I once had a job in which I taught adults how to notice and break counterproductive or destructive habits of thought or behavior. One question I liked asking people who felt stuck was “If someone could see you, what would they guess you were trying to do?” I still ask myself this question, and it jars me loose from some embarrassing things. I say I’m working on a piece of writing, but it appears that I’m checking to make sure nothing new has been posted online in the past three minutes. I say I’m trying to solve a baking problem, but it appears that I’m coming up with a list of reasons it was impossible to solve anyway. I say I love God, but it appears that my time with him is always my most negotiable—he never complains when I blow him off!
In You Are What You Love, James K. A. Smith is most concerned with that last one: the mismatch between our spiritual intentions and our daily habits. He wants to awake his readers to all the little choices that don’t even feel like choices but lead us to put God last in our lives.
In Smith’s diagnosis, one of the ways we neglect God is by refusing his humblest gifts. We might meditate on the readings at church, do a little devotional reading at home, and keep tabs on blog posts online, but we run the risk of “approach[ing] discipleship as primarily a didactic endeavor—as if becoming a disciple of Jesus is largely an intellectual project, a matter of acquiring knowledge.” This chimes with my own experience. As a convert, I had to get out of the habit of only thinking about God and not actually praying and thinking with God. To read, analyze, and discuss can be fruitful, but to do only these things would be a lot like wooing your beloved by reading and writing about courtship but leaving out all the small affectionate touches, texts, and trivial traditions that keep you present in each other’s lives. It’s the boring things that ground a relationship. But, as Smith writes, “too often we look for the Spirit in the extraordinary when God has promised to be present in the ordinary. We look for God in the fresh and novel, as if his grace were always an ‘event,’ when he has promised that his Spirit faithfully attends the ordinary means of grace—in the Word, at the Table.”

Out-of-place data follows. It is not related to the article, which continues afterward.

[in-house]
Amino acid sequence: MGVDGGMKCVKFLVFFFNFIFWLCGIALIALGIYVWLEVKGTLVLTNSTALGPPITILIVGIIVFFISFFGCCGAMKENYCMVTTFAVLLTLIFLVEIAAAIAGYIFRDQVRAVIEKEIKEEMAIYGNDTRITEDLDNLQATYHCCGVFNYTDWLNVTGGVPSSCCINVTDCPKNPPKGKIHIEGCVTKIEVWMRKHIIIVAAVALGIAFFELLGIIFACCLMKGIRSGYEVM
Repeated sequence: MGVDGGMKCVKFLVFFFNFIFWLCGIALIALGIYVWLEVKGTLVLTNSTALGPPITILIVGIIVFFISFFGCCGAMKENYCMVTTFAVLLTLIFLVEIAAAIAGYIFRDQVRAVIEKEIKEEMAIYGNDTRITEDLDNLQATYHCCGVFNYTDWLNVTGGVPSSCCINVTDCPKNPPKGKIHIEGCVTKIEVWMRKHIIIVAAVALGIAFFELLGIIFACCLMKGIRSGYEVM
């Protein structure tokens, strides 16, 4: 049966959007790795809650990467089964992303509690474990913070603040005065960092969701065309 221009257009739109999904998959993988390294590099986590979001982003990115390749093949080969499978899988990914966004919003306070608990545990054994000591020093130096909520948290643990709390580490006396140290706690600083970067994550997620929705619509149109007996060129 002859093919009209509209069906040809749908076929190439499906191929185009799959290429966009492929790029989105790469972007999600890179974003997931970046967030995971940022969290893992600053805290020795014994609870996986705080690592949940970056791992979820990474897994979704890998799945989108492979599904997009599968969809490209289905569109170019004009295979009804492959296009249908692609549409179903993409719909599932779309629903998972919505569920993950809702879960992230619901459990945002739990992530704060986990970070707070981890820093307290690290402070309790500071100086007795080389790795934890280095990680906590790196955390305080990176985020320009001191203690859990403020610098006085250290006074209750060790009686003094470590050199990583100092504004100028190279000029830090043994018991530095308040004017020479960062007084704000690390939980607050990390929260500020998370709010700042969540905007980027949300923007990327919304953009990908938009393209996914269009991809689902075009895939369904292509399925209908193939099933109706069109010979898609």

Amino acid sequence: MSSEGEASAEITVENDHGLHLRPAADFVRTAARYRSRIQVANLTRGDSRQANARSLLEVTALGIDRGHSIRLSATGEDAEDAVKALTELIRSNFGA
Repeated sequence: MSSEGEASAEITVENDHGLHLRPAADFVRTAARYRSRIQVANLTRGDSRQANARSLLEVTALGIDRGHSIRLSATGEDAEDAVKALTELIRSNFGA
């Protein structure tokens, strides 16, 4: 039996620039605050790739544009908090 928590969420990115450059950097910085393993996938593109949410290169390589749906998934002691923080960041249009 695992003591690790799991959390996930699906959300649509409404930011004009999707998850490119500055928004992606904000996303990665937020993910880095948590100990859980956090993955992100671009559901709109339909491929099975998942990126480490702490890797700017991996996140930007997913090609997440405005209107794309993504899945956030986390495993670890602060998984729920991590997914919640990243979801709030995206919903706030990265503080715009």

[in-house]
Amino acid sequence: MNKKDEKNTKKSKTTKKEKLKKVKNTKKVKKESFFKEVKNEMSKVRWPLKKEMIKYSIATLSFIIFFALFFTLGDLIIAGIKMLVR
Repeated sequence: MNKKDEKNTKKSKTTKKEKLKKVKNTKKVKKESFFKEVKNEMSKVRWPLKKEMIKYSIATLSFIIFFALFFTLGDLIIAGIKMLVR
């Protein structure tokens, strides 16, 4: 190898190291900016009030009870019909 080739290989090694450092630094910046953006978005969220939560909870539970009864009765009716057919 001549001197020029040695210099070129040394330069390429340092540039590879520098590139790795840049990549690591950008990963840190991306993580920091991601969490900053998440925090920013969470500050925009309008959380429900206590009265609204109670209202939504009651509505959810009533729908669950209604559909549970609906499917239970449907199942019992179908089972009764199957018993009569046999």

Clearing space for God at the beginning of our days or even just at the beginning of a specific task within the day gives us the chance to accept the graces and guidance that God is always offering. An example: I try to pray Morning and Evening Office as bookends to my work day; it’s a way of tucking my whole job into a prayer. On days when I don’t really live up to that ideal, prayer at the end of the day can break me out of whatever rut I’ve settled into and point me back toward God.